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On-line Learning Focus Groups

On-line Learning Focus Groups

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On-line Learning Focus Groups

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  1. On-line Learning Focus Groups • 497 currently enrolled Hope students have taken on-line courses at Hope • Focus groups included 16 students: distribution of majors across NS, SS, AH • Focus group participants had taken a total of 20 courses online at Hope (courses taken were in NS and AH, none in SS) • All online courses were taken to meet a requirement

  2. Why do students take on-line courses? Participants reported reasons that are equally valid for all summer course offerings. The only unique factor was the ability to be off-campus and to schedule coursework around summer jobs. • Scheduling & Flexibility: • Complete degree in 4 years • Condensed time commitment (4 weeks instead of 16) • Focus: • Take one course at a time • Increased focus may increase GPA • Gen Ed Courses: • Difficulty prioritizing Gen Ed during academic year due to demands of major • Difficulty scheduling Gen Ed during academic year due to constraints of major

  3. On-line Learning • What Kind of Course Works Best? • Non-major • General Education • Discrete content: Read-Write-Take Test • Writing courses: Have time to develop inspiration and think about assignments and feedback • What Kind of Student Learner Does Best? • Self-motivated, self-educating, self-disciplined • Visual Learners* and Kinetic Learners report more difficulty learning on-line * This seems to reflect lack of full-use of visual technology in many online courses; visual learners also seek immediacy in learning environment (seeing professor, watching professor or other students)

  4. Valued Learning Experiences Reported by Participants • COMMUNITY of LEARNERS • PROFESSOR-STUDENT INTERACTION • DEEP LEARNING AND ENGAGED LEARNING • DIVERSE PERSPECTIVES [prompted by focus group facilitator, not generated by participants] • PROFESSORS’ EXPLANATIONS & FEEDBACK • CAMPUS Ways in Which Valued Learning Experiences Were Compromised for Some in On-Line Courses • Isolating • No feedback from peers • No interdisciplinary discussion • Miss exchange of ideas • Miss verbal expression of ideas • Want to know professor (personally) • Want to be known by professors (personally) • Reported working more in courses when they know professor and professor knows them • More difficult to retain knowledge • Little or no analytical learning • No reports of collaborative learning • Little interaction among peers – no presentations, discussions, or collaborative projects • No attention to diversity or even alternative perspectives to course content reported by participants even after prompting with examples of broad interpretation of alternative perspectives to theories or ways of thinking] • Some report lack of ability to ask questions of professors • Miss seeing and hearing professors’ explanations • Some report lack of feedback from professors • Accessibility of Resources: software, equipment, library resources, multicultural community, theatre/arts presentations necessary for coursework may not be available at ‘camp in the woods’ or small hometown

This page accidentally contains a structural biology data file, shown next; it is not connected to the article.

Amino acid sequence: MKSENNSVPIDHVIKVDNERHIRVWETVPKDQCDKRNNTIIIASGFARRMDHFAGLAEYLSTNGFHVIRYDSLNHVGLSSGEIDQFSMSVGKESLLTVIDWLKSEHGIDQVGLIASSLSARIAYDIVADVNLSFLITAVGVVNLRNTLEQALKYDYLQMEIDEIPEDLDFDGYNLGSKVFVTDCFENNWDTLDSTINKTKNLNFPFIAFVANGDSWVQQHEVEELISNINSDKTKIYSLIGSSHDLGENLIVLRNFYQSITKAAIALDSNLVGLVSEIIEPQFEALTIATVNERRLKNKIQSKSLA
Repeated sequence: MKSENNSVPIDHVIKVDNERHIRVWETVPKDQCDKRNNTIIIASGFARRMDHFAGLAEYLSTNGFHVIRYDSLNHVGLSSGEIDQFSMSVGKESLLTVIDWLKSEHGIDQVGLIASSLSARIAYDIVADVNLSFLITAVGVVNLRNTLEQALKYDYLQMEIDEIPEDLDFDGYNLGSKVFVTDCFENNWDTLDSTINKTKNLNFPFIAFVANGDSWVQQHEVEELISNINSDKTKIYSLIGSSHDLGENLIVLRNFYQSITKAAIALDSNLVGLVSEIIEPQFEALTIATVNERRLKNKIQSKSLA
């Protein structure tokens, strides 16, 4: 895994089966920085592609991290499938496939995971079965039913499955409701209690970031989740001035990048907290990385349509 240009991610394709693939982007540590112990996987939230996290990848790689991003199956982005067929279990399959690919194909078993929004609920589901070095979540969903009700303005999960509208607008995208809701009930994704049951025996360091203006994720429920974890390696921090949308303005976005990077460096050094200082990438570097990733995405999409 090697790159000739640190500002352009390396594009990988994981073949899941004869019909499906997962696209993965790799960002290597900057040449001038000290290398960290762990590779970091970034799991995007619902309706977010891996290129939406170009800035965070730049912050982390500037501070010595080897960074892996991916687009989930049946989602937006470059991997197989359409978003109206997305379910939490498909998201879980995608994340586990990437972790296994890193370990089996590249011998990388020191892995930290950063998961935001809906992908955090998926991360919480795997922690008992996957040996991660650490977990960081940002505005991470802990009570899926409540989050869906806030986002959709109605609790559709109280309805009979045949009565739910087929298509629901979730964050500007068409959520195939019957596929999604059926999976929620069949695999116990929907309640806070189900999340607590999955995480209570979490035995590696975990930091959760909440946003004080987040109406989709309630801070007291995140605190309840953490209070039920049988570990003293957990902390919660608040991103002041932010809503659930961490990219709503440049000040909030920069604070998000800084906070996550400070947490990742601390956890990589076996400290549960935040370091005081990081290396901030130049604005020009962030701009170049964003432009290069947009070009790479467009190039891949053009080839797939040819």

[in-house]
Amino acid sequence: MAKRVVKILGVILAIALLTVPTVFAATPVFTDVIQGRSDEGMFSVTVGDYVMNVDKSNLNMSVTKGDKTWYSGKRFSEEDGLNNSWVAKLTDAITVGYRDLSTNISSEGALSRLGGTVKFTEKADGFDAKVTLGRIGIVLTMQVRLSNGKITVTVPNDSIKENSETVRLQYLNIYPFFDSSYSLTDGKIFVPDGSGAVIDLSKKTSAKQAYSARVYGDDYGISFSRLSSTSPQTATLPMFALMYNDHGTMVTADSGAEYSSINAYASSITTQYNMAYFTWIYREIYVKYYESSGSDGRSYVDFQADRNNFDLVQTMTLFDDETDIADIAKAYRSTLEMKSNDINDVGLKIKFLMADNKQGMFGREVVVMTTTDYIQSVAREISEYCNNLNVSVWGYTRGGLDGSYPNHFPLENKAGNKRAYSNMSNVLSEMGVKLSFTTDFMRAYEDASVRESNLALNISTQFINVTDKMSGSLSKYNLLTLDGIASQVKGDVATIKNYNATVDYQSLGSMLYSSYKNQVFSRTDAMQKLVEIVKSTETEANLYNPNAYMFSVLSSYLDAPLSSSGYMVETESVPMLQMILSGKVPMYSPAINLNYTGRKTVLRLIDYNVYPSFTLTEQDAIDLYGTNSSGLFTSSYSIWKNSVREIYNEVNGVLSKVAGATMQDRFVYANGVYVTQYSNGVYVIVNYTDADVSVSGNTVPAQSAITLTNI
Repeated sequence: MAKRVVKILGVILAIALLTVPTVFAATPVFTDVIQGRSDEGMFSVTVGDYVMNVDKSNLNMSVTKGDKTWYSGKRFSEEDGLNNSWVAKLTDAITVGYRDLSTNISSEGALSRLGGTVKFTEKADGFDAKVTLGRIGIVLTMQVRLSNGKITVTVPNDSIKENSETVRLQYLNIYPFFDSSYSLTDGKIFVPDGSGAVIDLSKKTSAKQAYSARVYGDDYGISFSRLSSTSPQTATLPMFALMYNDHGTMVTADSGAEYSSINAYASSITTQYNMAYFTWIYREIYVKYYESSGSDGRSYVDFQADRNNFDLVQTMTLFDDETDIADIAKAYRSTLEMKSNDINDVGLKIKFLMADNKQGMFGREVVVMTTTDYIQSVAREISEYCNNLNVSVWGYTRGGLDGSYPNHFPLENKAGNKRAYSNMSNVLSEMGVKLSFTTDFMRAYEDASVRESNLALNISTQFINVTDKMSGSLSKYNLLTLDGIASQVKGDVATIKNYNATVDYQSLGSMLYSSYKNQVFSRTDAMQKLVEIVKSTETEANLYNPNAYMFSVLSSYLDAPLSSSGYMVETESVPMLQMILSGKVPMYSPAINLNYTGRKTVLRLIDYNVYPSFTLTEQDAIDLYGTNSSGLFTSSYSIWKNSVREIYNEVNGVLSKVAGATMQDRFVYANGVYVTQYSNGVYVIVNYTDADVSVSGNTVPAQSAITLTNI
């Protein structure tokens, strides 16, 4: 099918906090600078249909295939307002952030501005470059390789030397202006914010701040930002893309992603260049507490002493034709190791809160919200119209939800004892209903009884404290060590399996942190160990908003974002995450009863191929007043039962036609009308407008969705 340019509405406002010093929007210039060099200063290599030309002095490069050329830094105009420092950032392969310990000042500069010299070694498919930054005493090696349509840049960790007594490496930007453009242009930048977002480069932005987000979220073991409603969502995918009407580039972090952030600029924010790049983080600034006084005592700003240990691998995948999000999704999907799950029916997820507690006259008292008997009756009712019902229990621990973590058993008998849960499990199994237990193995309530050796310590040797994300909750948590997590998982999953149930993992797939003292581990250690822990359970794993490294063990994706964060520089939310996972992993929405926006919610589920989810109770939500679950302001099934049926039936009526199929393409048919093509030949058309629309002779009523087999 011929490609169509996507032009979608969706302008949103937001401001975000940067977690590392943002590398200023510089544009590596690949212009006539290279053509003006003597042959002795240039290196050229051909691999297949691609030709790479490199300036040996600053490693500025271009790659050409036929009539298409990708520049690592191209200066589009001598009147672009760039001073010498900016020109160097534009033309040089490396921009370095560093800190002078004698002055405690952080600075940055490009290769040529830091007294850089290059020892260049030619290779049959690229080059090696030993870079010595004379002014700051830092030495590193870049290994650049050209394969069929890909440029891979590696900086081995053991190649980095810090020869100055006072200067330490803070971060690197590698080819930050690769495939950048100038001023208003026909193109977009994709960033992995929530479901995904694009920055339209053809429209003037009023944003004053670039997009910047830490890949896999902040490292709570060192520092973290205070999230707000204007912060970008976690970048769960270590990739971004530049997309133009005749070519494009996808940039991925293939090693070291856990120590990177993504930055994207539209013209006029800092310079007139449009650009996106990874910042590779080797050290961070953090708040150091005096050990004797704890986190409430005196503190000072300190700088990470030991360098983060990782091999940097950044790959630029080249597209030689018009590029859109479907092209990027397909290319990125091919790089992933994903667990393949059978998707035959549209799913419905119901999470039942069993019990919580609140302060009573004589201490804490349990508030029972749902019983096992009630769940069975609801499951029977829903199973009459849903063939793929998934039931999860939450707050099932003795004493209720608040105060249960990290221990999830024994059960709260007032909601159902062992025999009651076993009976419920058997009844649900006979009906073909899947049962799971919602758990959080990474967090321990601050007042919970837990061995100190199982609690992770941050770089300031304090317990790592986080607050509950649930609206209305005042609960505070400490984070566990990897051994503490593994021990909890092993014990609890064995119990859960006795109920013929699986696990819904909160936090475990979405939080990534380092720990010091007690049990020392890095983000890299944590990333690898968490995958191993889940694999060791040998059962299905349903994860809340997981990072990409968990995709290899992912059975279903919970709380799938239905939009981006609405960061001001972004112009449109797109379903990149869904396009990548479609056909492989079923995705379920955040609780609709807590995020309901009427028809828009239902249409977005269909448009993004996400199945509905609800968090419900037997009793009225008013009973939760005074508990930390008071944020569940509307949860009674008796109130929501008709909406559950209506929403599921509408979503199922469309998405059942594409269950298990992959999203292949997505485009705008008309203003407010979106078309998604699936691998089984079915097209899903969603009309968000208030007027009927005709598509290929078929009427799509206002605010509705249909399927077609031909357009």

5. Participants’ Suggestions to Improve On-Line Learning at Hope 1. Make it Personal • Meet classmates prior to course • Meet professor in person prior to course: Email & chat interaction can feel awkward if don’t have relationship • Share personal stories and experiences 2. Make it Visual • Video lecture playback: Slide and audio lectures difficult to stay focused • Video chat instead of text chat or posting - Utilize Skype and webcams • Utilize online video content (YouTube), animation and images

  6. 3. Make it Interactive • Provide synchronous classes so can see and interact with peers and professor • Let us see and hear peers’ questions • Use video conferencing to create a real exchange of ideas (as opposed to on-line posts which are discrete statements and don’t encourage utilizing others to construct new knowledge and understandings) 4. Utilize Technology Wisely • Over-reliance on PowerPoint presentations is not conducive to focused attention or learning • Moodle discussion forums are tedious and content of postings is of low quality • Trying to engage us via Facebook and Twitter means we can never escape from class • Glitches in delivery of audio or visual content is frustrating

  7. Conclusions • Good teaching is good teaching. It can occur on-line or face-to-face. • Many suggestions for making on-line learning more effective would also apply to traditional courses. • Students value the personal on-campus learning communities that contribute to deep learning at Hope College • There are specific and relatively easy things we can do to improve on-line courses by ‘blending’ the personal with the technology. • Students were satisfied with their online courses and were grateful for the availability of summer online courses at Hope.